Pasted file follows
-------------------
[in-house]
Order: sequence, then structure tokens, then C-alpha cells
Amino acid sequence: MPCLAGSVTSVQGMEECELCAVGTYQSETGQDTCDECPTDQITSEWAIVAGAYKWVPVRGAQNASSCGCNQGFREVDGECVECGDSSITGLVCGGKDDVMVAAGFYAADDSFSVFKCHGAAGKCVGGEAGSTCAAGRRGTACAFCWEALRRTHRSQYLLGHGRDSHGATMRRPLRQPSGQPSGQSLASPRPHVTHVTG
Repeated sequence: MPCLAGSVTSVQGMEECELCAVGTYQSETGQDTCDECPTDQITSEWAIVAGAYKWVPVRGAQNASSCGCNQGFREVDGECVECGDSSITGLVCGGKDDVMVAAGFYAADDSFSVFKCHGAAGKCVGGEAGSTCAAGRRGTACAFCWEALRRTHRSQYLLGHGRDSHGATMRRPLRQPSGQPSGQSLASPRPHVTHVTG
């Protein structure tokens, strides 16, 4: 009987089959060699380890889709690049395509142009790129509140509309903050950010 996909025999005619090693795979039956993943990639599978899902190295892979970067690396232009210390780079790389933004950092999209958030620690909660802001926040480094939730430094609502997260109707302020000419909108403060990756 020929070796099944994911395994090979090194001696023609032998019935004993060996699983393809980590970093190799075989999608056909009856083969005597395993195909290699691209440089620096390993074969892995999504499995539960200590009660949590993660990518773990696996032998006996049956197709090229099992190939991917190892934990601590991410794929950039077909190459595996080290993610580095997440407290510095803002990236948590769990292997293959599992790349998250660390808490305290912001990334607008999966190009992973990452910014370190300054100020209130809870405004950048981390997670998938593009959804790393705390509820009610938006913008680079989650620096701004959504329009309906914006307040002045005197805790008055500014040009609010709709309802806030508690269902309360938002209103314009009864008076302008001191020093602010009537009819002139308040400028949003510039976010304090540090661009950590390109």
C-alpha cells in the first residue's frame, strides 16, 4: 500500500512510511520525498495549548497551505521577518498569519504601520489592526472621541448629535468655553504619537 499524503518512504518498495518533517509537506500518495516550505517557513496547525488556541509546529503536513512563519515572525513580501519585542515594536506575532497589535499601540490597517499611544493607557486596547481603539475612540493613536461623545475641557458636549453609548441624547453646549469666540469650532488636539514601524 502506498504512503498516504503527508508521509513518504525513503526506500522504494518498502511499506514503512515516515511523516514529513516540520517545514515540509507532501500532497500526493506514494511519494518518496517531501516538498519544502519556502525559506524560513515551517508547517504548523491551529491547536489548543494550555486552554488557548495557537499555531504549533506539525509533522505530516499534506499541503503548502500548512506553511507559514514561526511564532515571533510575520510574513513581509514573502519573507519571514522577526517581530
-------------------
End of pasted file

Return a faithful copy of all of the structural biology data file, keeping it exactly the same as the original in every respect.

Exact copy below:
[in-house]
Order: sequence, then structure tokens, then C-alpha cells
Amino acid sequence: MPCLAGSVTSVQGMEECELCAVGTYQSETGQDTCDECPTDQITSEWAIVAGAYKWVPVRGAQNASSCGCNQGFREVDGECVECGDSSITGLVCGGKDDVMVAAGFYAADDSFSVFKCHGAAGKCVGGEAGSTCAAGRRGTACAFCWEALRRTHRSQYLLGHGRDSHGATMRRPLRQPSGQPSGQSLASPRPHVTHVTG
Repeated sequence: MPCLAGSVTSVQGMEECELCAVGTYQSETGQDTCDECPTDQITSEWAIVAGAYKWVPVRGAQNASSCGCNQGFREVDGECVECGDSSITGLVCGGKDDVMVAAGFYAADDSFSVFKCHGAAGKCVGGEAGSTCAAGRRGTACAFCWEALRRTHRSQYLLGHGRDSHGATMRRPLRQPSGQPSGQSLASPRPHVTHVTG
């Protein structure tokens, strides 16, 4: 009987089959060699380890889709690049395509142009790129509140509309903050950010 996909025999005619090693795979039956993943990639599978899902190295892979970067690396232009210390780079790389933004950092999209958030620690909660802001926040480094939730430094609502997260109707302020000419909108403060990756 020929070796099944994911395994090979090194001696023609032998019935004993060996699983393809980590970093190799075989999608056909009856083969005597395993195909290699691209440089620096390993074969892995999504499995539960200590009660949590993660990518773990696996032998006996049956197709090229099992190939991917190892934990601590991410794929950039077909190459595996080290993610580095997440407290510095803002990236948590769990292997293959599992790349998250660390808490305290912001990334607008999966190009992973990452910014370190300054100020209130809870405004950048981390997670998938593009959804790393705390509820009610938006913008680079989650620096701004959504329009309906914006307040002045005197805790008055500014040009609010709709309802806030508690269902309360938002209103314009009864008076302008001191020093602010009537009819002139308040400028949003510039976010304090540090661009950590390109």
C-alpha cells in the first residue's frame, strides 16, 4: 500500500512510511520525498495549548497551505521577518498569519504601520489592526472621541448629535468655553504619537 499524503518512504518498495518533517509537506500518495516550505517557513496547525488556541509546529503536513512563519515572525513580501519585542515594536506575532497589535499601540490597517499611544493607557486596547481603539475612540493613536461623545475641557458636549453609548441624547453646549469666540469650532488636539514601524 502506498504512503498516504503527508508521509513518504525513503526506500522504494518498502511499506514503512515516515511523516514529513516540520517545514515540509507532501500532497500526493506514494511519494518518496517531501516538498519544502519556502525559506524560513515551517508547517504548523491551529491547536489548543494550555486552554488557548495557537499555531504549533506539525509533522505530516499534506499541503503548502500548512506553511507559514514561526511564532515571533510575520510574513513581509514573502519573507519571514522577526517581530